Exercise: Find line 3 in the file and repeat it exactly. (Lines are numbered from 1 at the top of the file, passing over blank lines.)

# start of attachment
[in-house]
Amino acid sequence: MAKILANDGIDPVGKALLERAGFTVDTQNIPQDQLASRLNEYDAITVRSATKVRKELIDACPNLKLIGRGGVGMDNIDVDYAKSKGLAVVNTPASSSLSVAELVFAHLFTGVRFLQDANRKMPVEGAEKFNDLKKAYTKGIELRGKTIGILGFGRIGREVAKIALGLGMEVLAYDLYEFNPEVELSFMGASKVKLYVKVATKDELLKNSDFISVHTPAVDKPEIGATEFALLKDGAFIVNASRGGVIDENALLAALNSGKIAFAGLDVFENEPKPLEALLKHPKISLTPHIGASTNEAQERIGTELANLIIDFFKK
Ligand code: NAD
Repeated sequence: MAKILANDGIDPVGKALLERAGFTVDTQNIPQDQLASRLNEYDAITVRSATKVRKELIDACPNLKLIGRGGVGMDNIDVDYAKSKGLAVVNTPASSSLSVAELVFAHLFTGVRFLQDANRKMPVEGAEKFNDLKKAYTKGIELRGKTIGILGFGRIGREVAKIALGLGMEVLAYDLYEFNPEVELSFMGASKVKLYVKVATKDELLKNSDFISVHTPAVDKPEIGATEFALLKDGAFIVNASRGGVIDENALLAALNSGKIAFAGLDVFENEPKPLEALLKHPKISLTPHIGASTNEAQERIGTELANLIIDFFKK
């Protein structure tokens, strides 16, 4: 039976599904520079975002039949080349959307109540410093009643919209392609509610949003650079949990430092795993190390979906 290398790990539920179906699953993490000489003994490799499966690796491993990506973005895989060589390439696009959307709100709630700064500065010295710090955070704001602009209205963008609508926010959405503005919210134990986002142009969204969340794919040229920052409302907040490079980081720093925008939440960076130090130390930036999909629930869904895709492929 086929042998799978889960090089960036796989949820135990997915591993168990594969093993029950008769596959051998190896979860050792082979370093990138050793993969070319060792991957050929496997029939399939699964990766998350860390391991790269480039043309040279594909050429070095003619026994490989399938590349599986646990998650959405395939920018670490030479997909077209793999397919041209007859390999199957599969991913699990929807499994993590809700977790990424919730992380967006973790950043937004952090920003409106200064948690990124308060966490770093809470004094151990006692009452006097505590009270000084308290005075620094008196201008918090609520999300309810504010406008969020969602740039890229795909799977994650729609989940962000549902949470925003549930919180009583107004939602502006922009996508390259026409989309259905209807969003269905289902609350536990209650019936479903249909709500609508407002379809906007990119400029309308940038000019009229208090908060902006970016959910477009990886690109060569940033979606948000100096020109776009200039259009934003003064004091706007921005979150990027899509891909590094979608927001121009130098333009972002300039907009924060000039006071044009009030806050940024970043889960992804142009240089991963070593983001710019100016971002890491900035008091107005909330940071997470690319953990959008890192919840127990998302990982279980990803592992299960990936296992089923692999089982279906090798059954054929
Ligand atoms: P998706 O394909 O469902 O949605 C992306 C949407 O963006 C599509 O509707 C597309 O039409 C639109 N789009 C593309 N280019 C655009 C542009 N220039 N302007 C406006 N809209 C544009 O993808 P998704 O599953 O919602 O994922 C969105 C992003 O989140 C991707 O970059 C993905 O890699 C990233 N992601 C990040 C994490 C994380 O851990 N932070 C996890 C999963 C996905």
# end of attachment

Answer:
Ligand code: NAD